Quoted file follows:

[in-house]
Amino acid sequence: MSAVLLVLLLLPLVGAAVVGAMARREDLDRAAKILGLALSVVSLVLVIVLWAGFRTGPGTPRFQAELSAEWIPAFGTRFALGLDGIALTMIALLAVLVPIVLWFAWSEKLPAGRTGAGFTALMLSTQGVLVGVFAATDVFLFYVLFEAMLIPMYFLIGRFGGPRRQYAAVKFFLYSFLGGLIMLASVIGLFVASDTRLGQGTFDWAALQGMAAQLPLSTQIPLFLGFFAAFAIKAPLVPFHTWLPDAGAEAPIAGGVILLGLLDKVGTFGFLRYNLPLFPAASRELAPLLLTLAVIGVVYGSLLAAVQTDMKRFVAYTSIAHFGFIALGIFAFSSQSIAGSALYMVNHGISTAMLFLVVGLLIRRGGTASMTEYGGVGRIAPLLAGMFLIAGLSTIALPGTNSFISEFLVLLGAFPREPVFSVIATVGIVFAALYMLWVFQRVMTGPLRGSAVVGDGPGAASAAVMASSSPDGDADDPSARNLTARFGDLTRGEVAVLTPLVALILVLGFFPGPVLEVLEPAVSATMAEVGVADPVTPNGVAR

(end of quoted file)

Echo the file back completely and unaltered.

[in-house]
Amino acid sequence: MSAVLLVLLLLPLVGAAVVGAMARREDLDRAAKILGLALSVVSLVLVIVLWAGFRTGPGTPRFQAELSAEWIPAFGTRFALGLDGIALTMIALLAVLVPIVLWFAWSEKLPAGRTGAGFTALMLSTQGVLVGVFAATDVFLFYVLFEAMLIPMYFLIGRFGGPRRQYAAVKFFLYSFLGGLIMLASVIGLFVASDTRLGQGTFDWAALQGMAAQLPLSTQIPLFLGFFAAFAIKAPLVPFHTWLPDAGAEAPIAGGVILLGLLDKVGTFGFLRYNLPLFPAASRELAPLLLTLAVIGVVYGSLLAAVQTDMKRFVAYTSIAHFGFIALGIFAFSSQSIAGSALYMVNHGISTAMLFLVVGLLIRRGGTASMTEYGGVGRIAPLLAGMFLIAGLSTIALPGTNSFISEFLVLLGAFPREPVFSVIATVGIVFAALYMLWVFQRVMTGPLRGSAVVGDGPGAASAAVMASSSPDGDADDPSARNLTARFGDLTRGEVAVLTPLVALILVLGFFPGPVLEVLEPAVSATMAEVGVADPVTPNGVAR